Iceland's volcano outbreak shuts airport
Reykjavik - Iceland closed its main international airport and cancelled all domestic flights on Sunday as a powerful volcanic eruption sent a plume of ash, smoke and steam 20km into the air.
The eruption of the Grimsvotn volcano was far larger than one a year ago at another Icelandic volcano that upended travel plans for 10 million people around the world, but scientists said it was unlikely to have the same widespread effect.
University of Iceland geophysicist Magnus Tumi Gudmundsson said this eruption, which began on Saturday, was Grimsvotn's largest eruption for 100 years.
"It was much bigger and more intensive than Eyjafjallajokull," the volcano whose April 2010 eruption shut down airspace across Europe for five days, he said.
"There is a very large area in southeast Iceland where there is almost total darkness and heavy fall of ash, but it is not spreading nearly as much.
"The winds are not as strong as they were in Eyjafjallajokull."
He said this ash was coarser than last year's eruption, falling to the ground more quickly instead of floating vast distances.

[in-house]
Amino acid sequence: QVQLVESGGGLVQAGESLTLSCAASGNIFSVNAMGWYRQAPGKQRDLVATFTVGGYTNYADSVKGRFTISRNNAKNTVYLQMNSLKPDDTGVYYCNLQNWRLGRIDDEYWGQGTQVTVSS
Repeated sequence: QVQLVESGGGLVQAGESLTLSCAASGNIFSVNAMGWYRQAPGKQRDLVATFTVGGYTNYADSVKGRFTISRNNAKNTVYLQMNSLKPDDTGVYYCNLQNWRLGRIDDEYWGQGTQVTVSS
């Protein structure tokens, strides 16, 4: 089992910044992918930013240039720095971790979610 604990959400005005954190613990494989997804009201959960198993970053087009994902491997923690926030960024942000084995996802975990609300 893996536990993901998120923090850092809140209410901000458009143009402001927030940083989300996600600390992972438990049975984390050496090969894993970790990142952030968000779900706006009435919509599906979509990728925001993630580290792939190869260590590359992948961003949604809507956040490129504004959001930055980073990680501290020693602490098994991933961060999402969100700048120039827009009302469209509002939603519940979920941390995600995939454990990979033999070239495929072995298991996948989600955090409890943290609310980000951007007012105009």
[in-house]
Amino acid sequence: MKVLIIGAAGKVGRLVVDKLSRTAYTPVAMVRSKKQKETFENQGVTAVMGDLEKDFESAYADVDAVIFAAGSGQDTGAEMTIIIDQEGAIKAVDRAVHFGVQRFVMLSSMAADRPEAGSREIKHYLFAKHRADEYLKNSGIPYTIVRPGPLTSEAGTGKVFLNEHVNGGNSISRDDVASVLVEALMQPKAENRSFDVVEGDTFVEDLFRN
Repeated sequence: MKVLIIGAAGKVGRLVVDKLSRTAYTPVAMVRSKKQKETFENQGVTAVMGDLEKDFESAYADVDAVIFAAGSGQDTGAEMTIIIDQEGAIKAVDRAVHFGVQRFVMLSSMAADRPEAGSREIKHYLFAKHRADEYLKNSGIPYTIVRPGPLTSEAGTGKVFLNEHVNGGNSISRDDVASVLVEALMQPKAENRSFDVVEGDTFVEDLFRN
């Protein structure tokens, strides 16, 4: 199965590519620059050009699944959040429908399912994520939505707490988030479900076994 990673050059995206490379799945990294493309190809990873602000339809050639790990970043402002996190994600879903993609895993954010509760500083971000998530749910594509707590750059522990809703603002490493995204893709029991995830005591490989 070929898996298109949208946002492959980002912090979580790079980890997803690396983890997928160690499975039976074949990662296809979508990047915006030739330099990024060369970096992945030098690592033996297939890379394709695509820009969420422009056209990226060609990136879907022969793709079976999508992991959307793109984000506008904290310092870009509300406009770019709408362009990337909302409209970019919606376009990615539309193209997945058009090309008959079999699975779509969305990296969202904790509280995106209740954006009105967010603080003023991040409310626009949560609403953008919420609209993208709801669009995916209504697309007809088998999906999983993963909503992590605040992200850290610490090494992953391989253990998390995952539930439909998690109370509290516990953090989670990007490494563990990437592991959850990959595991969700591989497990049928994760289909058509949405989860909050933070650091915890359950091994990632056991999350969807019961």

The ash plunged areas near the volcano in southeast Iceland into darkness on Sunday and covered buildings, cars and fields in a thick layer of gray soot.
Civil protection workers urged residents to wear masks and stay indoors.
Iceland's air traffic control operator Isavia said the Keflavik airport, the country's main hub, closed down at 08:30 GMT.
Spokesperson Hjordis Gudmundsdottir said the ash plume was covering Iceland, but "the good news is that it is not heading to Europe," blowing northwest toward Greenland instead.
President Barack Obama was flying to Ireland on Sunday night, but there was no immediate word on whether the volcano would affect Air Force One's flight path.
Trans-Atlantic flights were being diverted away from Iceland, but there was no indication the eruption would cause the widespread travel disruption triggered last year by ash from Eyjafjallajokull.
In April 2010, officials closed the continent's air space for five days, fearing the ash could harm jet engines and millions of travellers were left stranded.